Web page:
df.iloc[<row numbers>, <column numbers>]

When we pass ":" to iloc before the "," as we did in the example above, we tell iloc to return all rows. If we passed ":" after the "," we would return all columns.

Now let’s combine a couple of these techniques. We can also pass lists of numbers for both the rows and columns to iloc. Before scrolling down, see if you can guess what the following will return:

df.iloc[[0, 1], [0, 1, 2]]

If you guessed the first two rows for the first three columns, well done!

   fixed acidity  volatile acidity  citric acid
0            7.4              0.70          0.0
1            7.8              0.88          0.0

Selecting rows

When it comes to selecting or filtering rows in a DataFrame, there are typically two scenarios:

  1. We have a list of rows we want to select based on the index; or
  2. We want to filter based on the values in one or more columns.

By name

Let’s start with the less common use case as it is the simpler one to understand. Every DataFrame by default has an index. This index works like column names for rows: we can use it to select a row or a selection of rows. But first let’s look at the index for the DataFrame from earlier:


RangeIndex(start=0, stop=1599, step=1)

This output tells us that our index is just a list of sequential numbers from 0 to 1598. This aligns exactly with the zero-indexes numbered rows we were using with iloc earlier. However, to show they are different things, let’s create a new column called id that will be the current index plus 10, and then set that column as the index:

df['id'] = df.index + 10
df.set_index('id', inplace=True)


Int64Index([  10,   11,   12,   13,   14,   15,   16,   17,   18,   19,
            1599, 1600, 1601, 1602, 1603, 1604, 1605, 1606, 1607, 1608], dtype='int64', name='id', length=1599)

Now we can use this new index to select the first row of the DataFrame, which now has the index 10:


fixed acidity            7.4000
volatile acidity         0.7000
citric acid              0.0000
residual sugar           1.9000
chlorides                0.0760
free sulfur dioxide     11.0000
total sulfur dioxide    34.0000
density                  0.9978
pH                       3.5100
sulphates                0.5600
alcohol                  9.4000
quality                  5.0000
Name: 10, dtype: float64

We are now selecting the first row by index. You can also test by trying to select row 0 to confirm that there is no longer a row with that index.

Now let’s talk a little about loc. loc is the named equivalent to iloc, meaning that instead of passing it lists of zero-indexed row and column numbers, we pass it the names of columns and the indices of rows:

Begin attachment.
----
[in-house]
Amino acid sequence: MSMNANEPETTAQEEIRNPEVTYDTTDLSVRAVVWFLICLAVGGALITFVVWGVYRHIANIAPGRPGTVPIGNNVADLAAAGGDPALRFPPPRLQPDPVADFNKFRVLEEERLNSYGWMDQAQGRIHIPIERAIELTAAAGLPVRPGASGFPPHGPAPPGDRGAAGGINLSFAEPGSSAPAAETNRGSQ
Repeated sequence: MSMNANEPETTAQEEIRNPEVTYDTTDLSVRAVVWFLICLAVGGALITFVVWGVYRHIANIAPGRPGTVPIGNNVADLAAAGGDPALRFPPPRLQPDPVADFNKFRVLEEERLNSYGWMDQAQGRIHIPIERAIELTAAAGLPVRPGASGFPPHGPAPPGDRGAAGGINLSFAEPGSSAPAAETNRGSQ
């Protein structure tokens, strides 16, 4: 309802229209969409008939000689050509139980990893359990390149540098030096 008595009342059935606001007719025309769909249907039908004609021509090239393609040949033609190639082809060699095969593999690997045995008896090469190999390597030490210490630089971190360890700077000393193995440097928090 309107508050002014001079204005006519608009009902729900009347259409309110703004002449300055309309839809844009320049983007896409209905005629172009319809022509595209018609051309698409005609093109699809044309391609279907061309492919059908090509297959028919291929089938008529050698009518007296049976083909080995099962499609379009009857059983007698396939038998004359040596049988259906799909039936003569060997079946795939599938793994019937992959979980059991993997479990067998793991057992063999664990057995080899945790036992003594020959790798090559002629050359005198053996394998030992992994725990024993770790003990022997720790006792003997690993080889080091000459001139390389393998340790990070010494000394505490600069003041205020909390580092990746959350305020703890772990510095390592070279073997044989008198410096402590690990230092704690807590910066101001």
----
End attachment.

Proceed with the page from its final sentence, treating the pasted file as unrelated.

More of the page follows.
df.loc[<row indices>, <column names>]

In practice, this ends up being much more useful than iloc. In fact, most experienced pandas users wouldn’t even have to take their socks off to count the number of times they’ve used iloc.

Something that is common to loc and iloc is that if we just want to select some rows for all columns, we don’t actually need to pass the columns at all. In other words df.loc[[10, 11, 12]] is the same as df.loc[[10, 11, 12], :].

By value

A very common use case is that we need to select a subset of rows based on the values in one or more columns. The way we do that is syntactically simple, but also very powerful once you understand what it is actually doing. Let’s start by looking at the syntax:

df[df['fixed acidity'] > 12]

This line of code will return all rows in the DataFrame where the value in the “fixed acidity” column is greater than 12. But why do we need to repeat df? Let’s reorganize our code again for a bit of clarity:

filter = df['fixed acidity'] > 12

The key to understanding what the code is doing is understanding what filter in the above code is. When we run the first line of code above, filter becomes a Series (basically a list with some metadata) that has the same length as the DataFrame (i.e. one value for every row), and each value in that Series is either True or False. For our example, the value will be True where fixed acidity is greater than 12, and False otherwise. When we pass that list of True and False values to the DataFrame (or to loc), it will return the rows with a True value.